teaching it. And typical CIA. What a farce and waste of our money.
If the CIA devoted its energies and resources to gathering intelligence,
its main function, instead of this sort of boondoggle, it might
have known something about what was going on in Hamburg prior to
911.

We
need to take a hard look at this operation now before it gets totally
out of hand and earns us more ill will in a part of the world where
we need to build up support for American, not hatred against us.
We should also take a hard look at the Customs Academy in Brunswick,
Georgia, a little known operation that is part of the larger FLETC
or Federal Law Enforcement Training Center, where clowns with their
per diems from the FBI and other federal agencies go to lounge and
rent condos on the beach on St. Simons Island with our money and
spend our taxes. The Director of the Academy is a top-level federal
administrator, putting him the very top range of salary, well in
the six-figure bracket. What does he do? He supervises the guys
who train the Customs officials who are part of one of the most
incompetent federal agencies. You have to wonder if this is not
only incompetence but also something else. When these guys retire,
they get incredibly lucrative u201Cconsultantshipsu201D around the world
from Bulgaria to Costa Rica, dong things like u201Cairport security.u201D
about which they know nothing. No wonder terrorists fly around
undetected.

Is
it all a u201Choax?u201D Not to all those who lost their lives on 911 or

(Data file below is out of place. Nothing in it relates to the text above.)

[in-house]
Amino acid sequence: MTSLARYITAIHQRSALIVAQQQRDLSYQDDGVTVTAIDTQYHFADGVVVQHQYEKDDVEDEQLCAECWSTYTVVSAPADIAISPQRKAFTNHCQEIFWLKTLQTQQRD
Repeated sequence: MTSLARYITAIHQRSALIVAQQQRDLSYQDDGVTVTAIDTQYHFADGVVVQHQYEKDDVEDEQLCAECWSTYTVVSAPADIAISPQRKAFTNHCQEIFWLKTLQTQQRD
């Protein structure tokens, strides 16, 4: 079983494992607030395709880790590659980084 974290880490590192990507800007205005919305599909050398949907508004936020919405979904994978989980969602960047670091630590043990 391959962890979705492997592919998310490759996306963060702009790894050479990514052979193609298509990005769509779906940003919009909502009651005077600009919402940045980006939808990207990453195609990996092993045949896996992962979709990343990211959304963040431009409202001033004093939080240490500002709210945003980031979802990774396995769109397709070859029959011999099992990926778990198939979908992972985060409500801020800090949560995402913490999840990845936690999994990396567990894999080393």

to the wonderful men and women in our armed forces in Afghanistan.
But as the war on terrorism expands to include every facet of human
life, we must ask ourselves if we are making the best use of our
resources. u201CPuttin' on the Ritzu201D is not exactly the right way to
go in a time of crisis. The New York Times recently ran
an article called u201CIs This Any Way to Run a Nation?u201D listing the
incredibly abuses of various federal agencies. u201CEvery week brings
new examples of federal agencies not just performing poorly, but
performing stupidly,u201D The Times quotes Paul C. Light, director
of the Brookings Institution's governmental studies program. The
Times asksu201D That's just a short list of the woes plaguing
federal agencies these days. But it's enough to make any civic
minded American ask: does anything work well in Washington these
days?u201D Good question. What grade would anyone give the CIA and
the Customs Services these days? F would be appropriate. When
the INS mailed out visas extensions last month for two of the September
11 hijackers and with the Federal Aviation Administration still
sending newsletters to at least one of the other dead terrorists,
we must ask, u201CIs this any way to win the war against terrorism?u201D
Or do we say, once again, with the immortal Pogo, u201CWe have met the
enemy and it is us?u201D

April
16, 2002

Richard
Cummings [send
him mail
] served with the office of General Counsel of
USAID Near East South Asia region, as the lawyer for the AID program
in Israel, Jordan, Pakistan, and Afghanistan, and is a member of
the Association of Former Intelligence Officers, having served on
the Board of the AFIO-New England chapter. He is the author of
The
Pied Piper-Allard K. Lowenstein and the Liberal Dream
(second
ed., InPrint. Com 2000) and Proposition 14-A Secessionist
Remedy.